I stood, turned around, and helped him back into the seat. When my eyes finally registered what I was seeing, I stumbled back and steadied myself against the arm of Adam’s chair. He placed his hand over mine. “What do you think?” he asked.

“It’s . . . Adam, it’s . . .” I couldn’t speak.

Before, it seemed like the winged man was looking down at the ground as he levitated from it. Now you could see what he was gazing down at. Adam had painted a little rendering of my apartment building, complete with the frolicking wolves. The winged man was watching over me.

He took my hand in his and said, “No more fear.” He kissed my knuckles. “Promise me. Promise me that you’ll go on and take everything you want, take what you deserve.”

“I promise.” My throat tightened and tears fell from my eyes.

I looked down at Adam, who arched his eyebrows and then gestured toward the winged man and said, “I’ll have my eye on you.”

I sniffled. “Yeah, you gonna keep watch?”

“I’ll be very angry with you if you dwell on me, young lady. All the things I said in that letter, I meant. Okay? But I was talking about my life, not yours, and it wasn’t some dying man’s poetic nonsense. I wanted you to know that I am grateful to you. I’m grateful to you now. I got to experience it in this life, and I don’t think it’s measured with time.”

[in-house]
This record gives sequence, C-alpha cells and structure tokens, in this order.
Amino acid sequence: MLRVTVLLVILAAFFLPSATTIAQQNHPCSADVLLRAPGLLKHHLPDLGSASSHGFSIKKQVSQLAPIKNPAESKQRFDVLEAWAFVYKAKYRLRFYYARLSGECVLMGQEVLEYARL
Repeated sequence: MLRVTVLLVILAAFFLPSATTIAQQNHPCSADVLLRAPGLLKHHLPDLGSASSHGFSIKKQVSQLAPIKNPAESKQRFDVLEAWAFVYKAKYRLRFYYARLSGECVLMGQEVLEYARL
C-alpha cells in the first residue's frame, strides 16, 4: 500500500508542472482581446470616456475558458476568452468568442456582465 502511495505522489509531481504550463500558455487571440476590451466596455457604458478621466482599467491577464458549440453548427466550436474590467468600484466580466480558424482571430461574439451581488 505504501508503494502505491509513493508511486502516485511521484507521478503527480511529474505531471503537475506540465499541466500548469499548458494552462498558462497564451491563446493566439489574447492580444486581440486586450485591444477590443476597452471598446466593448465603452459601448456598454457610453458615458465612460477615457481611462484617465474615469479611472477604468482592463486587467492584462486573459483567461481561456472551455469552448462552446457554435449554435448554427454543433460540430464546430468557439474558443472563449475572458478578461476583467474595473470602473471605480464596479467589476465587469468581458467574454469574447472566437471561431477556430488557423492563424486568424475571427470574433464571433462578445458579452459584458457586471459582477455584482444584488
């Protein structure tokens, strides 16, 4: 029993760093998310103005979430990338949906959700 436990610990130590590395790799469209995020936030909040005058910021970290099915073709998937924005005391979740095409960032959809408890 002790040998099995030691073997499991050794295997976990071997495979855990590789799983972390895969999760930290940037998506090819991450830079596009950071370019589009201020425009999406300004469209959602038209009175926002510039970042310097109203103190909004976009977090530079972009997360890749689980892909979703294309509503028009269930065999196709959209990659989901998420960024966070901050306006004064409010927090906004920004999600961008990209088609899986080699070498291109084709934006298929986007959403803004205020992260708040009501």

“You don’t think what’s measured with time, Adam?” My voice was strained.

“Love, Charlotte. Just like we won’t be judged by the brevity of our lives, no one will ever be able to take this away from me. Not the cancer, not my death, not your new boyfriend, not your future husband or your future kids . . .”

“Stop, Adam!”

“No, I mean it. I’m not saying it the way you think I am. I’m saying it doesn’t matter what happens next. Today everyone is looking for the perfect future and the perfect partner who has it all together so they can feel like the life they dream of is possible, but when you’re dying, all you want is a person to love right now. You were my perfect right now that night in the loft, but then I realized something after you left.”

By that point I was crying full, quiet sobs. “What did you realize?”